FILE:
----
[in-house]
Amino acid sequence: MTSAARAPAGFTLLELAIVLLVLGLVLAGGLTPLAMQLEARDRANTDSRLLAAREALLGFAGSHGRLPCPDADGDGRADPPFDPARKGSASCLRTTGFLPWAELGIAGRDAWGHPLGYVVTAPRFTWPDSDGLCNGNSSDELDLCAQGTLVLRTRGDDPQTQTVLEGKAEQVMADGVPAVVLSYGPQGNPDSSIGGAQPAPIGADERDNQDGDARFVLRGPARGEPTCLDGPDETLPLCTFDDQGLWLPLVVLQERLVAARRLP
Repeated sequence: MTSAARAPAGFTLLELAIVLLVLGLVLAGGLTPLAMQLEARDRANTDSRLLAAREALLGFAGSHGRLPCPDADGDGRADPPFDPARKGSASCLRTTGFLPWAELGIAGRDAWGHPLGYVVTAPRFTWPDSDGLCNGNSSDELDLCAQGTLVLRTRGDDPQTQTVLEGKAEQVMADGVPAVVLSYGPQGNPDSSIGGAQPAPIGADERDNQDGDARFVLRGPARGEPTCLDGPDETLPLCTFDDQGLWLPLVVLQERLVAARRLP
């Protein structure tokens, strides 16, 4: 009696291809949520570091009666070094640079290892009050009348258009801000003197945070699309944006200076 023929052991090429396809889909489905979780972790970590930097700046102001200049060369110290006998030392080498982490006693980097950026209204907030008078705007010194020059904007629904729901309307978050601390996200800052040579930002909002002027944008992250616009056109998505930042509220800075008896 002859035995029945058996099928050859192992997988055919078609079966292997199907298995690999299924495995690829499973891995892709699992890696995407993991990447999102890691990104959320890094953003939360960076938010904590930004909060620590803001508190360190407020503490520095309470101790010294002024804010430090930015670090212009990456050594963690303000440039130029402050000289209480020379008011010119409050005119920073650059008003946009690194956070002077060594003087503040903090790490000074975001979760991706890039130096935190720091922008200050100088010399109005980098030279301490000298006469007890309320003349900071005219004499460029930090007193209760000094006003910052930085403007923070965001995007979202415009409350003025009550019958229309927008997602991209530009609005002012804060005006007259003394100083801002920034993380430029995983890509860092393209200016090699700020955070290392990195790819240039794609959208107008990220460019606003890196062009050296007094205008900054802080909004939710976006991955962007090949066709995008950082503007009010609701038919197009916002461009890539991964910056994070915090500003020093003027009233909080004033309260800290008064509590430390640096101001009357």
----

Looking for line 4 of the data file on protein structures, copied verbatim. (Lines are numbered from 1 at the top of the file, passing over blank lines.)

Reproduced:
């Protein structure tokens, strides 16, 4: 009696291809949520570091009666070094640079290892009050009348258009801000003197945070699309944006200076 023929052991090429396809889909489905979780972790970590930097700046102001200049060369110290006998030392080498982490006693980097950026209204907030008078705007010194020059904007629904729901309307978050601390996200800052040579930002909002002027944008992250616009056109998505930042509220800075008896 002859035995029945058996099928050859192992997988055919078609079966292997199907298995690999299924495995690829499973891995892709699992890696995407993991990447999102890691990104959320890094953003939360960076938010904590930004909060620590803001508190360190407020503490520095309470101790010294002024804010430090930015670090212009990456050594963690303000440039130029402050000289209480020379008011010119409050005119920073650059008003946009690194956070002077060594003087503040903090790490000074975001979760991706890039130096935190720091922008200050100088010399109005980098030279301490000298006469007890309320003349900071005219004499460029930090007193209760000094006003910052930085403007923070965001995007979202415009409350003025009550019958229309927008997602991209530009609005002012804060005006007259003394100083801002920034993380430029995983890509860092393209200016090699700020955070290392990195790819240039794609959208107008990220460019606003890196062009050296007094205008900054802080909004939710976006991955962007090949066709995008950082503007009010609701038919197009916002461009890539991964910056994070915090500003020093003027009233909080004033309260800290008064509590430390640096101001009357």